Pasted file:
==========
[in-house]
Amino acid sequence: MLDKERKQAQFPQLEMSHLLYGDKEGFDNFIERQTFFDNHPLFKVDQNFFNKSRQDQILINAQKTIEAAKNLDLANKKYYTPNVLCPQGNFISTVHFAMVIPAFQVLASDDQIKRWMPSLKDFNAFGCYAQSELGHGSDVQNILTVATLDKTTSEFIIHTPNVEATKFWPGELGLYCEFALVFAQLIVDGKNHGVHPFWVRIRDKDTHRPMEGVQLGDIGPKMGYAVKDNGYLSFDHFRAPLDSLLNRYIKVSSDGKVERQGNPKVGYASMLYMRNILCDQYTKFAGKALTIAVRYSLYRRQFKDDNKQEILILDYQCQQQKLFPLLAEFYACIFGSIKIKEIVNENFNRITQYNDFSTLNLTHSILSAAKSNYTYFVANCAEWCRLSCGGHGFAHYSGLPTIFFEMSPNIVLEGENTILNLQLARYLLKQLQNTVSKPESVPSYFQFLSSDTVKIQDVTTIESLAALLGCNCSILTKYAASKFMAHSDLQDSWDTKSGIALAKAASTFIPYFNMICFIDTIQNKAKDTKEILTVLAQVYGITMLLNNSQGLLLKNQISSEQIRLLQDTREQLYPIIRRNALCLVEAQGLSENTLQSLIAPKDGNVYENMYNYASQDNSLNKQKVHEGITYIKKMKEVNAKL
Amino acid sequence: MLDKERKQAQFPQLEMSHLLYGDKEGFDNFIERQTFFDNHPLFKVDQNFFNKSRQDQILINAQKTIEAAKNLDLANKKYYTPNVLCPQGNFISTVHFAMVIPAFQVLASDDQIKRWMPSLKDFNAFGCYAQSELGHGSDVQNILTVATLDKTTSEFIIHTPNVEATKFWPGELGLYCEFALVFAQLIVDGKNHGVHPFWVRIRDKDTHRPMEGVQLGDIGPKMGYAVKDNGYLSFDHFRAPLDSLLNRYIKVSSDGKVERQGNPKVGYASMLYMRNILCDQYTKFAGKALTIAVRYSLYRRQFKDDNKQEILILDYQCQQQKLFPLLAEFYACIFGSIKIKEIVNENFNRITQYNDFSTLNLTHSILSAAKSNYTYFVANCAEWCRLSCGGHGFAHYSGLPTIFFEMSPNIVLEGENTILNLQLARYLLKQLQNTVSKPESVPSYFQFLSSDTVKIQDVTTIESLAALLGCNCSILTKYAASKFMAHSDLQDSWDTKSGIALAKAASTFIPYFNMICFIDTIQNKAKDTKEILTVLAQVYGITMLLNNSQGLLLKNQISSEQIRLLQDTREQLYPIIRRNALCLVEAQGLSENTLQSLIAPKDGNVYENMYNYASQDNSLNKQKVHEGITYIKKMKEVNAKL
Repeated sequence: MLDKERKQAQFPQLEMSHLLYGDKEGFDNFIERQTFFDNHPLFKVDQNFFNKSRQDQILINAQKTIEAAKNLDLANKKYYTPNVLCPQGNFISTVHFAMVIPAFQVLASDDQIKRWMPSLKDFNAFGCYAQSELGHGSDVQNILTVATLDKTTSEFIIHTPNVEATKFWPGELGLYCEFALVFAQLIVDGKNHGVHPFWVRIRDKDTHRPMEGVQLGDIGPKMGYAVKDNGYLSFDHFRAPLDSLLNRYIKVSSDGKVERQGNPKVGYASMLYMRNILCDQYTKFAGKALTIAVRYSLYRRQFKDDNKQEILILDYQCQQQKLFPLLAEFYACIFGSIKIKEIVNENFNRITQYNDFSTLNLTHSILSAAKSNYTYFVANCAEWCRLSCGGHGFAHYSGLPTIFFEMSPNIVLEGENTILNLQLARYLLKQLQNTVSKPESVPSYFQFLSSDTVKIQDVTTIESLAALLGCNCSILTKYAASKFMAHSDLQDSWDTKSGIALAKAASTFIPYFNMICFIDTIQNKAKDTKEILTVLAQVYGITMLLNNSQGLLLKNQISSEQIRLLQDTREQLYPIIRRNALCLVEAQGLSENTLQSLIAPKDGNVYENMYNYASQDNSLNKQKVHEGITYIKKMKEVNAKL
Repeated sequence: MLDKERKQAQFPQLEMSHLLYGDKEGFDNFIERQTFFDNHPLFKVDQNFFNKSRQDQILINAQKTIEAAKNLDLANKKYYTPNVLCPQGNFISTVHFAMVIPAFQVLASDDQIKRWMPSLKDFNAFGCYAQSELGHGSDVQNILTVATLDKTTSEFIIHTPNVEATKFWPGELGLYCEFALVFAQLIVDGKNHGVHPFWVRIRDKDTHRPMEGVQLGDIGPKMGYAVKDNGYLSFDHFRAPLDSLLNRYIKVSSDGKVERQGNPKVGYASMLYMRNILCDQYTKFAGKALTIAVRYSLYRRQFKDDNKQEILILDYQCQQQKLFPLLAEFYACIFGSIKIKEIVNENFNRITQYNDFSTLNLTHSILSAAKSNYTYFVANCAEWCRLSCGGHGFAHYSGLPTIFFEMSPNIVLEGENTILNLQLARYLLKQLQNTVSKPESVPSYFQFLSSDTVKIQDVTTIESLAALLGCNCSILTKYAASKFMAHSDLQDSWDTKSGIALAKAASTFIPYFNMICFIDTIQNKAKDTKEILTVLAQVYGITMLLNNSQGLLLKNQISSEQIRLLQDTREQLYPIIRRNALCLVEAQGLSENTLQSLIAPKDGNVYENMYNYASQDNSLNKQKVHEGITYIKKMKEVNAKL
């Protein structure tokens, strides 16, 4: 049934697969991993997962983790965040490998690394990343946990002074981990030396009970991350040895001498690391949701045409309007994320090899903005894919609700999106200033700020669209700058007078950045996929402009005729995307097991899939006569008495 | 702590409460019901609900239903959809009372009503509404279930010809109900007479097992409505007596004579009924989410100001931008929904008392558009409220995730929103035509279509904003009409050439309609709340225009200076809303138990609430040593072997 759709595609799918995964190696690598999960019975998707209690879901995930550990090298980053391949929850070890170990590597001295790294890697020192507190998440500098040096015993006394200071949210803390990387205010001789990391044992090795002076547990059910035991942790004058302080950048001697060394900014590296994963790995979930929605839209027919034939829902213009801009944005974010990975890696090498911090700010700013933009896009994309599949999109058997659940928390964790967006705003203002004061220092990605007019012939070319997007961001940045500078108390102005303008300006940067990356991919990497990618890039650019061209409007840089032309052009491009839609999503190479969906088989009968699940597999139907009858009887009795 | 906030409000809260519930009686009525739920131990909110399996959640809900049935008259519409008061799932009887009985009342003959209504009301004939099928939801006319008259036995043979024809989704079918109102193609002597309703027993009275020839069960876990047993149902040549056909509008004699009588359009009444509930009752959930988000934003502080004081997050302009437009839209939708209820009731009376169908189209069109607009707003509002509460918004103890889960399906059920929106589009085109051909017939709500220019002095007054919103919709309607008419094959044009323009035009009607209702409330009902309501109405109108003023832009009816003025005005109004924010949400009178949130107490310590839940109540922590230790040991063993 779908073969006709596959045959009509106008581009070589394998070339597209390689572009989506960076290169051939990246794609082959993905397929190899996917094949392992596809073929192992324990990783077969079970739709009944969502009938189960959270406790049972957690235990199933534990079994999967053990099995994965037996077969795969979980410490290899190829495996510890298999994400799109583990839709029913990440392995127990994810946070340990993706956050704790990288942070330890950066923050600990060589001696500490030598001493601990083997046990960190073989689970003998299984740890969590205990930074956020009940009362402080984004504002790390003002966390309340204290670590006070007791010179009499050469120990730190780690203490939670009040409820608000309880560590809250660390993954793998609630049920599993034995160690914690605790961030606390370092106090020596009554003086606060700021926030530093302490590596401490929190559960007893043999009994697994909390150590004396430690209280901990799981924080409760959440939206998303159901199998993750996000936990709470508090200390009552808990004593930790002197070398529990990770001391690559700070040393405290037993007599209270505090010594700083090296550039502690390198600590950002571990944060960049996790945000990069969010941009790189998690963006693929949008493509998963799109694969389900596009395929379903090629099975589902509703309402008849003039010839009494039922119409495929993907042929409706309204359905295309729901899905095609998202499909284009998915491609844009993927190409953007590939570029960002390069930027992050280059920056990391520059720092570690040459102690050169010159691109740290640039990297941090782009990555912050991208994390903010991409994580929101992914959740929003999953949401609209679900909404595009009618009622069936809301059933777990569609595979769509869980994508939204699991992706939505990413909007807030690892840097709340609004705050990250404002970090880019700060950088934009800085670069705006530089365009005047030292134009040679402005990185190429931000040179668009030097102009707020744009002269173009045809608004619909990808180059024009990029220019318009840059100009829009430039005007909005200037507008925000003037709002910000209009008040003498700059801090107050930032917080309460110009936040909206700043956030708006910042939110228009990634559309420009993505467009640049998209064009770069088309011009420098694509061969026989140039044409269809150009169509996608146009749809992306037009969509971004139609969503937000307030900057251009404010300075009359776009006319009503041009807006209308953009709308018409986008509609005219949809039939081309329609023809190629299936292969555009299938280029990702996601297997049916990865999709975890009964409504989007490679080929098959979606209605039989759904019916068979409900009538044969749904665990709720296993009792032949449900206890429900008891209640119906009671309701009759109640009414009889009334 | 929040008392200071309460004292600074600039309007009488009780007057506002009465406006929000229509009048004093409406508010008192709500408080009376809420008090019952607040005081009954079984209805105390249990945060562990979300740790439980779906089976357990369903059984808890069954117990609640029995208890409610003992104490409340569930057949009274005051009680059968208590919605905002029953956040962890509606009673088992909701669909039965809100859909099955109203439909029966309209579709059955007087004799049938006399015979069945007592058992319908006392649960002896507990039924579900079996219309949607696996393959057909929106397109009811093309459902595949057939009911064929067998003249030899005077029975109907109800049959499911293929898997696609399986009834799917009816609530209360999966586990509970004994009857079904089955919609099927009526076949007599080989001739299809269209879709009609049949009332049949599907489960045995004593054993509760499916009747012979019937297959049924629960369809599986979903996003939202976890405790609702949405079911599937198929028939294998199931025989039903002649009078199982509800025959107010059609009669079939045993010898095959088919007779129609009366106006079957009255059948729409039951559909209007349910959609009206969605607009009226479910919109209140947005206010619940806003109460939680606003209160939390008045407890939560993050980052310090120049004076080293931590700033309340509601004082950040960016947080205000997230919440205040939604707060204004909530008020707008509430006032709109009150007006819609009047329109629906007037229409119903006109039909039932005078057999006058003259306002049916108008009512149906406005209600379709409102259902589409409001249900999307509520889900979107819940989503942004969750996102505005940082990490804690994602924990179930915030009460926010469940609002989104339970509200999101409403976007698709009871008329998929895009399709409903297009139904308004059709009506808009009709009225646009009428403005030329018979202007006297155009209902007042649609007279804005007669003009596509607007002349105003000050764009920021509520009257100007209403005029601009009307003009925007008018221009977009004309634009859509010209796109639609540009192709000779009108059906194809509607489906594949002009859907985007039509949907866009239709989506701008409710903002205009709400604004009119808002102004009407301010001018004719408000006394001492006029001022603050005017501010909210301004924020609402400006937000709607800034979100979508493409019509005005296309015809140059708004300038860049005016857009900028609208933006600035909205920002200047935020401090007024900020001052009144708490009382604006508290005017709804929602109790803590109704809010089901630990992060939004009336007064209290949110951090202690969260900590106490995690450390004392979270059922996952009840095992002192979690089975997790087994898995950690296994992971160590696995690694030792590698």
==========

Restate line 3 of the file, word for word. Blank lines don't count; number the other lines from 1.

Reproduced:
Amino acid sequence: MLDKERKQAQFPQLEMSHLLYGDKEGFDNFIERQTFFDNHPLFKVDQNFFNKSRQDQILINAQKTIEAAKNLDLANKKYYTPNVLCPQGNFISTVHFAMVIPAFQVLASDDQIKRWMPSLKDFNAFGCYAQSELGHGSDVQNILTVATLDKTTSEFIIHTPNVEATKFWPGELGLYCEFALVFAQLIVDGKNHGVHPFWVRIRDKDTHRPMEGVQLGDIGPKMGYAVKDNGYLSFDHFRAPLDSLLNRYIKVSSDGKVERQGNPKVGYASMLYMRNILCDQYTKFAGKALTIAVRYSLYRRQFKDDNKQEILILDYQCQQQKLFPLLAEFYACIFGSIKIKEIVNENFNRITQYNDFSTLNLTHSILSAAKSNYTYFVANCAEWCRLSCGGHGFAHYSGLPTIFFEMSPNIVLEGENTILNLQLARYLLKQLQNTVSKPESVPSYFQFLSSDTVKIQDVTTIESLAALLGCNCSILTKYAASKFMAHSDLQDSWDTKSGIALAKAASTFIPYFNMICFIDTIQNKAKDTKEILTVLAQVYGITMLLNNSQGLLLKNQISSEQIRLLQDTREQLYPIIRRNALCLVEAQGLSENTLQSLIAPKDGNVYENMYNYASQDNSLNKQKVHEGITYIKKMKEVNAKL